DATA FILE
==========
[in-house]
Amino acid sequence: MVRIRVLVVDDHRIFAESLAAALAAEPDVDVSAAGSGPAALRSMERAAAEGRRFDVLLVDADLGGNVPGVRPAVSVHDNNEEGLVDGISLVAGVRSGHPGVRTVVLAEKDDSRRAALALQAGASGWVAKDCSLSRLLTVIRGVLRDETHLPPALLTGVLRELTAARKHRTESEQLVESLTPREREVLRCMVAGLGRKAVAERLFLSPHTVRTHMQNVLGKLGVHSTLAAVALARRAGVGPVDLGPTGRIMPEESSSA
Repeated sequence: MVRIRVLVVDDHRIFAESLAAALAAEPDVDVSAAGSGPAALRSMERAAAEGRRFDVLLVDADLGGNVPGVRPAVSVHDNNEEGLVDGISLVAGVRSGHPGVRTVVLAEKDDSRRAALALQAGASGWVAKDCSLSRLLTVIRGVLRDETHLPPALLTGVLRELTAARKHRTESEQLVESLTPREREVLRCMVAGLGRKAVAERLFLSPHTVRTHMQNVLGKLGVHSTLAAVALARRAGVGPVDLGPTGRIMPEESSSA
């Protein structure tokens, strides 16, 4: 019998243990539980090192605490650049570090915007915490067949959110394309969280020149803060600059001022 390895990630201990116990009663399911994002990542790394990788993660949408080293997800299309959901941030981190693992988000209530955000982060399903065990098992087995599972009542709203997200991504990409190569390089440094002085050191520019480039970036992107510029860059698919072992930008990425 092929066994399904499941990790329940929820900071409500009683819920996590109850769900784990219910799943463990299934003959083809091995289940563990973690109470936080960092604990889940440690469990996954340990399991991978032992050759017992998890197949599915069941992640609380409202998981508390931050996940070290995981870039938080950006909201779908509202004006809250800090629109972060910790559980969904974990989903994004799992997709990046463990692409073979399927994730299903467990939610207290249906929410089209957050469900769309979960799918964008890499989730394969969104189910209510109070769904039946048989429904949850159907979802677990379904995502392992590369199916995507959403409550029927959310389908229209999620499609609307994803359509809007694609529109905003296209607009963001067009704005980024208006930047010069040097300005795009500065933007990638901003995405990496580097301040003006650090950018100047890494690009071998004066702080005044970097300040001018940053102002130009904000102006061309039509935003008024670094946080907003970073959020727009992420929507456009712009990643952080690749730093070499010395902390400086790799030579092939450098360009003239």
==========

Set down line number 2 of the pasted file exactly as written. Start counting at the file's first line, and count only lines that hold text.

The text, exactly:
Amino acid sequence: MVRIRVLVVDDHRIFAESLAAALAAEPDVDVSAAGSGPAALRSMERAAAEGRRFDVLLVDADLGGNVPGVRPAVSVHDNNEEGLVDGISLVAGVRSGHPGVRTVVLAEKDDSRRAALALQAGASGWVAKDCSLSRLLTVIRGVLRDETHLPPALLTGVLRELTAARKHRTESEQLVESLTPREREVLRCMVAGLGRKAVAERLFLSPHTVRTHMQNVLGKLGVHSTLAAVALARRAGVGPVDLGPTGRIMPEESSSA